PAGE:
Reading: Fuel for thought

While digging around the Commonwealth Scientific and Industrial Research Organisation (CSIRO) web site I discovered Fuel for thought, a publication by the Future Fuels Forum 2007. This June 2008 publication informs us how the Future Fuels Forum thinks transport fuels will pan out in our future with modelling from now to 2050.  It is an interesting document and I suggest you read it if you are at all interested in the future of transport fuels in Australia. Click the cover page below to download the PDF (1.5Mb).

challenges and opportunities (PDF)

CSIRO 2008: Fuel for thought - The future of transport fuels: challenges and opportunities (PDF)

Apart from being relatively easy to read and informative for those of us without a scientific or economic background it provides great insight into the conservative information upon which our governments are making decisions that impact your future and mine. It isn’t all conservative mind you. The modelling for a continuing rise in demand for oil and a sharp decline in supply shows we could pay as much as $8 per litre for petrol in the not too distant future and the authors do stress the urgency with which alternatives for oil must be found.

While the document was written before the global financial crisis really started to bite the bulk of it remains relevant. If you do read it I’d like to know what you think so please leave a comment.


Economical open-rotor aircraft engines being developed for Clean Sky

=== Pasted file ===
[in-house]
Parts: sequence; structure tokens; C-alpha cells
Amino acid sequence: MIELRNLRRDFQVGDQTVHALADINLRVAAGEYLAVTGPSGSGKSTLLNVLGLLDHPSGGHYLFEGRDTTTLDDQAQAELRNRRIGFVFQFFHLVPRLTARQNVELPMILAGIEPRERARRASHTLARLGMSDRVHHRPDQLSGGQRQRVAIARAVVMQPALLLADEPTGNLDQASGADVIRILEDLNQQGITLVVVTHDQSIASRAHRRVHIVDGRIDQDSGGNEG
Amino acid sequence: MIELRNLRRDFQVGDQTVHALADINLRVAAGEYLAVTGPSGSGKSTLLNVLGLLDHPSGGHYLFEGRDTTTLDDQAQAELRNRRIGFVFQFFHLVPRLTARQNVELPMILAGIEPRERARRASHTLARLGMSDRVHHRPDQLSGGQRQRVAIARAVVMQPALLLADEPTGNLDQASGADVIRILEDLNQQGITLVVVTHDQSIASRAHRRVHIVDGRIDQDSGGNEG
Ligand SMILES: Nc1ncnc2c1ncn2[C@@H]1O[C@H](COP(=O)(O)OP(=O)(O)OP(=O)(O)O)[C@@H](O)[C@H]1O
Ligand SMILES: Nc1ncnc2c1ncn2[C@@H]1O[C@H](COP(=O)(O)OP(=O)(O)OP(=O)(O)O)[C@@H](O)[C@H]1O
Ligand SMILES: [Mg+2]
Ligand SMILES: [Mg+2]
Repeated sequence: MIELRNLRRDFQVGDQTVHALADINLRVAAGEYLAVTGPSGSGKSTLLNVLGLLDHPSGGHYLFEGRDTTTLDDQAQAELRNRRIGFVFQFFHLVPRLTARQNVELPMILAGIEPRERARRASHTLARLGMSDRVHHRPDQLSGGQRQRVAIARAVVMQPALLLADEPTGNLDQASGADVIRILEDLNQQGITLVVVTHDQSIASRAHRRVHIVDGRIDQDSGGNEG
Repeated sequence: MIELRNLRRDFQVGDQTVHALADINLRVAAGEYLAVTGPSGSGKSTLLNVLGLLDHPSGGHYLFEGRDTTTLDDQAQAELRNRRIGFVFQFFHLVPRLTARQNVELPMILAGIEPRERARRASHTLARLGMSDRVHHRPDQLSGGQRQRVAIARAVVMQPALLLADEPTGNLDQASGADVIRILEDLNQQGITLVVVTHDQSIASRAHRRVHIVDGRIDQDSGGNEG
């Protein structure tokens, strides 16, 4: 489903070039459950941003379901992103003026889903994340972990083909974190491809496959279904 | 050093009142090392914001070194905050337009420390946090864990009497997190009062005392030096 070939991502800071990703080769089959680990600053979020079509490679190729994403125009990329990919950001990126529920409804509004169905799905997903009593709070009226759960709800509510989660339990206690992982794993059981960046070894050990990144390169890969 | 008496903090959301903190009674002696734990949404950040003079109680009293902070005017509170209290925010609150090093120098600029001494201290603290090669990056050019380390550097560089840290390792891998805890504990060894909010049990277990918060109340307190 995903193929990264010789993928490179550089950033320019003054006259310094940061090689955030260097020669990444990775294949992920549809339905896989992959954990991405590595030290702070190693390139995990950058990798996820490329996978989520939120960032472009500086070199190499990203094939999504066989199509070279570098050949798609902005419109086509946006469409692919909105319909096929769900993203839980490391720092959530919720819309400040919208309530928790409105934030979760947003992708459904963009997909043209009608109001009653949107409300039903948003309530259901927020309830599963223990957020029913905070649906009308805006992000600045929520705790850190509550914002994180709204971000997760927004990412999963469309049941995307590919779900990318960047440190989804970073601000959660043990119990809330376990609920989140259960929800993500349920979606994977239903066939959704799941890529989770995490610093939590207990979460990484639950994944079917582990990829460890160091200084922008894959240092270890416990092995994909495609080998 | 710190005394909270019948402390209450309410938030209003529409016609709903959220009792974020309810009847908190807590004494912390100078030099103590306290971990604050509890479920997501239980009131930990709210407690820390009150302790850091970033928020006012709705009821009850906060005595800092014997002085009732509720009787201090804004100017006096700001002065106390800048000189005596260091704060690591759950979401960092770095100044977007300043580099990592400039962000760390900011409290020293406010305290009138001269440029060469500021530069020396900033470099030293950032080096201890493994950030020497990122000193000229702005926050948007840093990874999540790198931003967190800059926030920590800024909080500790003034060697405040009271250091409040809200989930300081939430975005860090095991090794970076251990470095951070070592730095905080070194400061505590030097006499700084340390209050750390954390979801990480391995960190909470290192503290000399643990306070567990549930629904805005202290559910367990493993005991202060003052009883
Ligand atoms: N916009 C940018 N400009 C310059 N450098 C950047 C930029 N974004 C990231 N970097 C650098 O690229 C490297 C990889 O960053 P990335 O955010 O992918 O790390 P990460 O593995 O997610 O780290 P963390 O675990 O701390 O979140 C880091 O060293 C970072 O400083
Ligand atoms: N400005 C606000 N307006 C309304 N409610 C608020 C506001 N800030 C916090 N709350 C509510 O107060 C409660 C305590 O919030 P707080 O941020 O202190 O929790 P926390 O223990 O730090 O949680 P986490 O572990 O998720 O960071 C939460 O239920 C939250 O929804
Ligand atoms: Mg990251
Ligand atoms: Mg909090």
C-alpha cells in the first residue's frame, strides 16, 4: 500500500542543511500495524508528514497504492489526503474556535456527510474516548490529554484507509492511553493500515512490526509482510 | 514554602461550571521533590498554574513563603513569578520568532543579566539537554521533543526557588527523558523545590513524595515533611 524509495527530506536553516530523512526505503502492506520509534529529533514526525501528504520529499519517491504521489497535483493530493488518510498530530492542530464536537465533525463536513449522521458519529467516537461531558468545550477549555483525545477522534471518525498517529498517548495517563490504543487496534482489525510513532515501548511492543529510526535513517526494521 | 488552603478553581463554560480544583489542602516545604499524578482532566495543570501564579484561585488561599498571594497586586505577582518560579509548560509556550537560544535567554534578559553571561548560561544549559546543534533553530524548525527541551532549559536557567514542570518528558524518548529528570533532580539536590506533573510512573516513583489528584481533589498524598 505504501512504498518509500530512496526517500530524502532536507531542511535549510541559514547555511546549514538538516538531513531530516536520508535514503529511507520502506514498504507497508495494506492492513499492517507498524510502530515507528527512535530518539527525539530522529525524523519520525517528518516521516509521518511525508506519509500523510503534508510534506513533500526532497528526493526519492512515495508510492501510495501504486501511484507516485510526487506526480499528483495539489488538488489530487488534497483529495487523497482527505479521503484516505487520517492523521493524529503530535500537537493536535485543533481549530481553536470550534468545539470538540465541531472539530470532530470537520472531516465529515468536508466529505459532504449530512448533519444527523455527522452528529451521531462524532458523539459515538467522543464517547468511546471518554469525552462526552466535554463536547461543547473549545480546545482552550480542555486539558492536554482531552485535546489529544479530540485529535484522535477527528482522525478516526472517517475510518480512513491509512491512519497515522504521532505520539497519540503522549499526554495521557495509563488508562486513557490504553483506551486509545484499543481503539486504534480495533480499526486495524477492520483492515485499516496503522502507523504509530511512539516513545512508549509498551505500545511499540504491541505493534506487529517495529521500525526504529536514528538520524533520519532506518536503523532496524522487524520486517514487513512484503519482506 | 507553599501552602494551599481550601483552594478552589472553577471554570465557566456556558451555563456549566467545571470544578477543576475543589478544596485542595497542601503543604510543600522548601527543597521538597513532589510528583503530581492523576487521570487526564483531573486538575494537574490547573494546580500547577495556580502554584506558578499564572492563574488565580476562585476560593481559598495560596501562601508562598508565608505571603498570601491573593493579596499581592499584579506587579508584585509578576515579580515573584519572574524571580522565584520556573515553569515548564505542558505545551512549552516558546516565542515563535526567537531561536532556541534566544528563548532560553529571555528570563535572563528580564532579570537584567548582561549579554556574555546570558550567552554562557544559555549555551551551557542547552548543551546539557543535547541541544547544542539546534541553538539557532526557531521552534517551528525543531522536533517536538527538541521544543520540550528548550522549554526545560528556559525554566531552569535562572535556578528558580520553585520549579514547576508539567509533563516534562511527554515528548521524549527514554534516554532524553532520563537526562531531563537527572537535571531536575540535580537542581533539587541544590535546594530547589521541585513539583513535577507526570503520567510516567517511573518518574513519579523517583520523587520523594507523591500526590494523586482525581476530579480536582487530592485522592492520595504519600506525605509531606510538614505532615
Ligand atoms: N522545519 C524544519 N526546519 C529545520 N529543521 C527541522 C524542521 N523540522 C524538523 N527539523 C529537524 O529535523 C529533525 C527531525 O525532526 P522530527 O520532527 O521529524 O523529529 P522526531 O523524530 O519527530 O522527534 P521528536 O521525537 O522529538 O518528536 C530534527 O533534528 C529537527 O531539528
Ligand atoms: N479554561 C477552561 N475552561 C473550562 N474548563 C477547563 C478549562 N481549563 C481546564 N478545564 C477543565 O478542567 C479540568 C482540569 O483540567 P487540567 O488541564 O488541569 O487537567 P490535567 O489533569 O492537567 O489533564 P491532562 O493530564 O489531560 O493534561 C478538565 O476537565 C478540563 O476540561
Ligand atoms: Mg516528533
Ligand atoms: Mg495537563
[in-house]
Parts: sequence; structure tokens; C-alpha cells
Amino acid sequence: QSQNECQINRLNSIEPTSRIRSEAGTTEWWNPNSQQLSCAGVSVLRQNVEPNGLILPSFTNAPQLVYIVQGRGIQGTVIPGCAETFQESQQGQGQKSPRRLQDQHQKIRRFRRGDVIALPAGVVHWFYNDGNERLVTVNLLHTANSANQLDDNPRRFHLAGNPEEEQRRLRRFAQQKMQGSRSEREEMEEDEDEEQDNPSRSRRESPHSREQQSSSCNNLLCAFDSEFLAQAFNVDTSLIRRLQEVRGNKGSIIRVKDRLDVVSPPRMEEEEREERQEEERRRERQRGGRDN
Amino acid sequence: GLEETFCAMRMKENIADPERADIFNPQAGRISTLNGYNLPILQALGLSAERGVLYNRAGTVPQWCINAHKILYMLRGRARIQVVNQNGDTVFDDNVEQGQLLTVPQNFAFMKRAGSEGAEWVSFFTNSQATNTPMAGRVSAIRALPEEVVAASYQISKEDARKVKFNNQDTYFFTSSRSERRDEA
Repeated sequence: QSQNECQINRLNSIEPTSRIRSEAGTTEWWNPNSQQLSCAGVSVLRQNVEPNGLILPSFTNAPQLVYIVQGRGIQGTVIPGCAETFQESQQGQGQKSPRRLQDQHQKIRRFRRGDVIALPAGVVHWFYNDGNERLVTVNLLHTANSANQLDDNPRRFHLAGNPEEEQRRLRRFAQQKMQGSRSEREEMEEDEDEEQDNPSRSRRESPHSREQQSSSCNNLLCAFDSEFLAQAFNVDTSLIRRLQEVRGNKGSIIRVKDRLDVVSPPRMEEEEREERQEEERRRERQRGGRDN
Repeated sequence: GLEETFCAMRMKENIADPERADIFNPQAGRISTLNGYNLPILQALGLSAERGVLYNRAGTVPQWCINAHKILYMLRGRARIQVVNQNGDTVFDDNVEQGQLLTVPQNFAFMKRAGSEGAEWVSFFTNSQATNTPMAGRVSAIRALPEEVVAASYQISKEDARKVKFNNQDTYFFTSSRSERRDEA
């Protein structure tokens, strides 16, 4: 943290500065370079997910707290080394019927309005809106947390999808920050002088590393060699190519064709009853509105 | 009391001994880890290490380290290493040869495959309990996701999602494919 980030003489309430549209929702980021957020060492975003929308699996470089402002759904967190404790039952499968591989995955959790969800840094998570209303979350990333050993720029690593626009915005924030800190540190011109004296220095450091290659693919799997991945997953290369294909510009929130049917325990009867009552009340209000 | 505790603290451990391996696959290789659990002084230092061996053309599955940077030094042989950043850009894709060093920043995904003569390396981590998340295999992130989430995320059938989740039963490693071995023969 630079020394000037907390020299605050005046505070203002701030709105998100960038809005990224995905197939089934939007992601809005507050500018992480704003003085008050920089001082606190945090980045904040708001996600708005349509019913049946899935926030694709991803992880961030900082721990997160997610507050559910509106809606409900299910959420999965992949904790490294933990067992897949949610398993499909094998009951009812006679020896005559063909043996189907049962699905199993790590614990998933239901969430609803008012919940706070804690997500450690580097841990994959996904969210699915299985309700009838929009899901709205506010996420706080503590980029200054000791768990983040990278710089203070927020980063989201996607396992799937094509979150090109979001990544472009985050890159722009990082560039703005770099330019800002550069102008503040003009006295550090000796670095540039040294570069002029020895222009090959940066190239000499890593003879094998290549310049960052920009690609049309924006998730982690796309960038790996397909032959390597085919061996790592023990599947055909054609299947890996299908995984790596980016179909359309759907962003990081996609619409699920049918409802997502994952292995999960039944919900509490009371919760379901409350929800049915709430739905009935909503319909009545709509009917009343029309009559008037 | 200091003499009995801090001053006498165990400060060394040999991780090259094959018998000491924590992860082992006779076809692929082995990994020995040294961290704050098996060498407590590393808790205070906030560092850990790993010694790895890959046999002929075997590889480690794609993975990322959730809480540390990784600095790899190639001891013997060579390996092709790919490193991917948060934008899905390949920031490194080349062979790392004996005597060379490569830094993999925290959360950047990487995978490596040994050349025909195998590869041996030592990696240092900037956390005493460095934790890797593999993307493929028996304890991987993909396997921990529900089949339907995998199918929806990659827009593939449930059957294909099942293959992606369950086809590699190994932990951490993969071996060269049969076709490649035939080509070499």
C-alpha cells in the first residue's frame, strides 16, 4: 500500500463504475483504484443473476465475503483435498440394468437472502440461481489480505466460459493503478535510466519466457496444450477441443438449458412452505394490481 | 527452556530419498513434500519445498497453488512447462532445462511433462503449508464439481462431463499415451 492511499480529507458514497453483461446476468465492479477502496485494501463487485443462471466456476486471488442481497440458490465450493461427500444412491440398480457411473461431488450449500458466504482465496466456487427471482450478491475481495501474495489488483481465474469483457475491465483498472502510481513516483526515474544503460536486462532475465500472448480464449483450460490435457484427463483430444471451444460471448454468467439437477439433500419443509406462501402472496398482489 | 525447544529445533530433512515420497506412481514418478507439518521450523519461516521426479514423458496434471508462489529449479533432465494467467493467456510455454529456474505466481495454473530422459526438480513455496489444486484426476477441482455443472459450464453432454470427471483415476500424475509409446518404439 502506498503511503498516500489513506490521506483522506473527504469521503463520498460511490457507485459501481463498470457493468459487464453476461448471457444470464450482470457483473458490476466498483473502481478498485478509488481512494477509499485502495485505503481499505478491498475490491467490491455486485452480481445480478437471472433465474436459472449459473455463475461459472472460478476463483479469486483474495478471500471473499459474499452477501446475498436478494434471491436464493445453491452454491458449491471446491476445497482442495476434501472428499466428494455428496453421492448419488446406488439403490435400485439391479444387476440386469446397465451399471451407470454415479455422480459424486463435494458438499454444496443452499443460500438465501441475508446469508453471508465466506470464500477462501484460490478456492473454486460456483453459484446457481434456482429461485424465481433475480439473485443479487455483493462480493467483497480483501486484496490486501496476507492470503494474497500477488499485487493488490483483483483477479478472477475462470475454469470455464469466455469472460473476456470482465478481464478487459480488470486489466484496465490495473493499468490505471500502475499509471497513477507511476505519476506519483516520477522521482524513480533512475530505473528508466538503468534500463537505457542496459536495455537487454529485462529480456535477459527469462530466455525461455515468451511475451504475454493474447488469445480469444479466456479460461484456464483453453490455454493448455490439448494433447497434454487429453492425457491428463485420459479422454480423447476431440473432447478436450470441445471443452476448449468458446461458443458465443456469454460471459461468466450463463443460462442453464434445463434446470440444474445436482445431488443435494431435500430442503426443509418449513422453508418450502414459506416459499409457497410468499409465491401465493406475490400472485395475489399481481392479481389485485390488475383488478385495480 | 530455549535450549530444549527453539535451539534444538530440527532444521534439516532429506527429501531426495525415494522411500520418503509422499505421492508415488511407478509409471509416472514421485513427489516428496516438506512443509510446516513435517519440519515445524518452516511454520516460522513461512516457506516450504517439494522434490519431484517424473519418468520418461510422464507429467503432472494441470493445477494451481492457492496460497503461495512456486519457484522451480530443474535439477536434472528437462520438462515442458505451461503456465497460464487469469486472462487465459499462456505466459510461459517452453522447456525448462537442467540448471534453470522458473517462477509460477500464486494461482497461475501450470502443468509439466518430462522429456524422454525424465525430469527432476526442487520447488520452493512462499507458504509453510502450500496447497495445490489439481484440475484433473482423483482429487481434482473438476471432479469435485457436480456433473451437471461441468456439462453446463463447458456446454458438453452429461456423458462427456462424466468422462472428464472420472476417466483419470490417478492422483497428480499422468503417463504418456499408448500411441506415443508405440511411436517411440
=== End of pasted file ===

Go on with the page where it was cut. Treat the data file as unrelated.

Volvo Aero will help develop open-rotor aircraft engines for the EU’s Clean Sky project in conjunction with Rolls-Royce and Snecma . Open-rotor engines are essentially large turbofan engines without the ducting around the outside of the fan. In open rotor engines, the diameter will increase to more than double existing turbofan diameters, allowing the engine to work with a larger airflow, regardless of aircraft speed. This means that the energy turning the fan will be utilized more efficiently, thereby reducing fuel consumption by 15 to 20 percent.

Snecma open-rotor engine

Flight Global: Snecma open-rotor engine

Open-rotor is actually not a new concept. In the 1980’s open-rotor engines were developed when oil prices rose to USD40 per barrel. When the oil price later dropped dramatically, plans were shelved. Sound familiar? Volvo say aircraft with open-rotor engines can be in the air by the end of the decade but engineers will have to reduce the noise that is normally contained by the turbofan ducts on modern jet engines.

Flight Global as more information on the open-rotor developments for Open Sky.

Source: Volvo Group, Flight Global

AeroVironment Puma flies for nine hours powered by a fuel cell hybrid system

The AeroVironment Puma is a small unmanned aircraft with a wingspan of 2.6m and weight of 5.7kg. The Puma is hand-launched and is designed to provide aerial observation at line-of-sight ranges up to 10 kilometers.

AeroVironment Puma